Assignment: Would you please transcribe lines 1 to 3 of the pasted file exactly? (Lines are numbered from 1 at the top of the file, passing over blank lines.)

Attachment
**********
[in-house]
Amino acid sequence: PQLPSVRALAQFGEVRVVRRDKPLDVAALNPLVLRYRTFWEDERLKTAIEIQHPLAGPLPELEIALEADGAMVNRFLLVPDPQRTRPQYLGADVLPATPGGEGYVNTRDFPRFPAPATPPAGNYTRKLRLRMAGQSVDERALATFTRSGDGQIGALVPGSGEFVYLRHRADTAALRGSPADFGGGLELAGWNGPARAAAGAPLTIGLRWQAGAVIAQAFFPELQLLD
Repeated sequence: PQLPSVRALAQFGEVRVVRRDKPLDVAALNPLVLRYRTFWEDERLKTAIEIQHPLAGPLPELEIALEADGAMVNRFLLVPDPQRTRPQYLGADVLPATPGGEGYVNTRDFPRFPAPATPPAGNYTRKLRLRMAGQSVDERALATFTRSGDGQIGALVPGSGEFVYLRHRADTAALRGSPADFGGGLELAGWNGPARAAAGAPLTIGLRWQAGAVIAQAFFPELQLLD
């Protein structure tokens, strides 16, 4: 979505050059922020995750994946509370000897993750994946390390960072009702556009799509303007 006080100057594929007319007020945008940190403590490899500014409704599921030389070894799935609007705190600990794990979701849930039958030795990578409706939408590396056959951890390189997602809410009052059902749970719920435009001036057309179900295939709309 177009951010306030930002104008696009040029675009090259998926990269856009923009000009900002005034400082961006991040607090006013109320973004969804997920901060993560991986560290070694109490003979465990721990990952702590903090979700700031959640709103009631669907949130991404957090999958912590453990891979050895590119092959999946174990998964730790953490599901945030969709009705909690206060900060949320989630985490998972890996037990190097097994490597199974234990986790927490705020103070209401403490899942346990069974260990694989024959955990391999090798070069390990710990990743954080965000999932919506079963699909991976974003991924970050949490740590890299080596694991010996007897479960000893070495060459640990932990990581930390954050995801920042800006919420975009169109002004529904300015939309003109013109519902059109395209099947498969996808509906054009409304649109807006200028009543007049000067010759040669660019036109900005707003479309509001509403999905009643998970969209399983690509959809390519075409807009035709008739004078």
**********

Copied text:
[in-house]
Amino acid sequence: PQLPSVRALAQFGEVRVVRRDKPLDVAALNPLVLRYRTFWEDERLKTAIEIQHPLAGPLPELEIALEADGAMVNRFLLVPDPQRTRPQYLGADVLPATPGGEGYVNTRDFPRFPAPATPPAGNYTRKLRLRMAGQSVDERALATFTRSGDGQIGALVPGSGEFVYLRHRADTAALRGSPADFGGGLELAGWNGPARAAAGAPLTIGLRWQAGAVIAQAFFPELQLLD
Repeated sequence: PQLPSVRALAQFGEVRVVRRDKPLDVAALNPLVLRYRTFWEDERLKTAIEIQHPLAGPLPELEIALEADGAMVNRFLLVPDPQRTRPQYLGADVLPATPGGEGYVNTRDFPRFPAPATPPAGNYTRKLRLRMAGQSVDERALATFTRSGDGQIGALVPGSGEFVYLRHRADTAALRGSPADFGGGLELAGWNGPARAAAGAPLTIGLRWQAGAVIAQAFFPELQLLD